Writer/director Rod Lurie re-invents the controversial 1971 film Straw Dogs into a shocking and thrilling exploration of how far we will go until reaching our breaking point. Unlike the original, David, a screenwriter (James Marsden) and Amy Sumner, a television actress (Kate Bosworth), leave their high-style life in Hollywood and move to the deep South, where old acquaintances stir up tensions in their marriage, forcing them to re-evaluate each other and their relationship.

The film does a decent job setting up to the explosive confrontation to come, however, it is long and flat. Amy’s hometown of Blackwater, Miss., is a place where violence is a way of life, and life is defined by how the football team performs. Amy’s return to the town provokes resentment from her ex-boyfriend Charlie (Alexander Skarsgård) who can’t resist Amy’s braless jogs.

The clash begins when the daughter of a former football coach, played by James Woods, goes missing. With a series of coincidental accidents, the Sumners get trapped in the middle. From the beginning, David is provoked by Charlie and his friends and sometimes Amy herself, who all have an unyielding definition of what manhood is. Infuriating since Amy ends up being the main provocation, the rest of the film mostly follows David, as his tolerance wanes and the audience sees human behavior at its darkest.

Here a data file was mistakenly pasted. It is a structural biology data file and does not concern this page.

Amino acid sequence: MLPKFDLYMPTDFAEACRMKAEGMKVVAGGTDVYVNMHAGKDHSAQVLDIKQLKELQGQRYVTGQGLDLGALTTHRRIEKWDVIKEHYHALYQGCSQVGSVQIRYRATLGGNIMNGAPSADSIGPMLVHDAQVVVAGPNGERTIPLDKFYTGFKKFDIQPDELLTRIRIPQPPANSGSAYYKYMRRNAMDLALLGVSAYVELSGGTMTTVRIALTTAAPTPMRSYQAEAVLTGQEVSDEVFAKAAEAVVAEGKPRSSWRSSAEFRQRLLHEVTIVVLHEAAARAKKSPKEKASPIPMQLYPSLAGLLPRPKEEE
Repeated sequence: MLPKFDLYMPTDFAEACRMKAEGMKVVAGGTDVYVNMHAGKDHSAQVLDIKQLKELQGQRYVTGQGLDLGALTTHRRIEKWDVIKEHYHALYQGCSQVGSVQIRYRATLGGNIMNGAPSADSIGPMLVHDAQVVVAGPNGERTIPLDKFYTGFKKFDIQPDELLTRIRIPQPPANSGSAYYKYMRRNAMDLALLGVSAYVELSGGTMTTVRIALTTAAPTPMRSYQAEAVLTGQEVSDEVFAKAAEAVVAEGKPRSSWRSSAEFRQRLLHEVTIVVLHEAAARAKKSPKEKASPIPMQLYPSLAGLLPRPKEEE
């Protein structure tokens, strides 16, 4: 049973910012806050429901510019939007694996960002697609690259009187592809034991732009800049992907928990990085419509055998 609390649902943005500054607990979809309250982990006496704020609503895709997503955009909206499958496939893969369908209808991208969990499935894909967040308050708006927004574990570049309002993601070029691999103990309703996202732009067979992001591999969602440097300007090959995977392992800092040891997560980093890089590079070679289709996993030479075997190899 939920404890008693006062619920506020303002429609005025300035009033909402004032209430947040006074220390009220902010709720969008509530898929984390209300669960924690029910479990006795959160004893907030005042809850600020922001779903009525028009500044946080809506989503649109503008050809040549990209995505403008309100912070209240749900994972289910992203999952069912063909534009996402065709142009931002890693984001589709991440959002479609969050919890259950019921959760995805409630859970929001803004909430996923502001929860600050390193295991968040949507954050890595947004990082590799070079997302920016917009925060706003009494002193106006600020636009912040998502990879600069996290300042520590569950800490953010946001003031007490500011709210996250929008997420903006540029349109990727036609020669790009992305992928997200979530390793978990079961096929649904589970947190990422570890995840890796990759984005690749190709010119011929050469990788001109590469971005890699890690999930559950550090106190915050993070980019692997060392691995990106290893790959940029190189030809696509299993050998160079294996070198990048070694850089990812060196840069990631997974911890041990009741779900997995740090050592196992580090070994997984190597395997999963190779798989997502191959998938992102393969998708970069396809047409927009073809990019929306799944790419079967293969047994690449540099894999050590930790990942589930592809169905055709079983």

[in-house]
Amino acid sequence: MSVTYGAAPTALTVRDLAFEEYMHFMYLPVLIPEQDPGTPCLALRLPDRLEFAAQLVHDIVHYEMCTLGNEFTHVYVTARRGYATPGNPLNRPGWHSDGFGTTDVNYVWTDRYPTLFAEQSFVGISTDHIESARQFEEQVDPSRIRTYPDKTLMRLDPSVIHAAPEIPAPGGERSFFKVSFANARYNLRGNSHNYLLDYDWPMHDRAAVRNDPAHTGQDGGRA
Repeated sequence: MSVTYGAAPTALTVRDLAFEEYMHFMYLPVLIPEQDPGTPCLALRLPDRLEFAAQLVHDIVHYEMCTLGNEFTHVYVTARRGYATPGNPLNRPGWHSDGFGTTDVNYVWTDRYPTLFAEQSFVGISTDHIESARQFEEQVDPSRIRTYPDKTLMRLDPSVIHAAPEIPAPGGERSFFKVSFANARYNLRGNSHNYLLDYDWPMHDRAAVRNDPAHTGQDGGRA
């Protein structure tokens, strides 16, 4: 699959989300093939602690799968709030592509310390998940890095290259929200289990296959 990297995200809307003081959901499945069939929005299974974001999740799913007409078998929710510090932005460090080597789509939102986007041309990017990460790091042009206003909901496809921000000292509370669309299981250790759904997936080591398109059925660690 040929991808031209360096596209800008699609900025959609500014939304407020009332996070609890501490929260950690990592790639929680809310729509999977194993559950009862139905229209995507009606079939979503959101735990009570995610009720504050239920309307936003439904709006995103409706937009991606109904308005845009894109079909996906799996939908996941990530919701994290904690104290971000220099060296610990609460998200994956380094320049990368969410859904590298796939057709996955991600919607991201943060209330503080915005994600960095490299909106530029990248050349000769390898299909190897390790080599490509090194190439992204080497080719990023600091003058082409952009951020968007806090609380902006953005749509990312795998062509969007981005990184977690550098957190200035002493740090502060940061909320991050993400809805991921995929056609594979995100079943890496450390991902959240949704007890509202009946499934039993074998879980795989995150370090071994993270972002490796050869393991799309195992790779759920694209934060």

The sexual assault on Amy leaves unfinished business and is never again addressed, which lessens her development as a character. The film would’ve been stronger than it already is if it left a couple clichés out of the picture. With them, it seems the only reason in changing the setting from England to America’s South is to be able to portray the “redneck on too much testosterone.”

Overall, the film is gripping and invigorating, in the sense that the “bad guys get what they deserve,” and you’ll be rooting for David in the end. It was interesting to see Marsden in a role not in his comfort zone. Bosworth is befitting as the hypocrite wife, but is forgotten rather quickly in the second half of the film. Get ready for a fun night full of beer, shotguns and bear traps.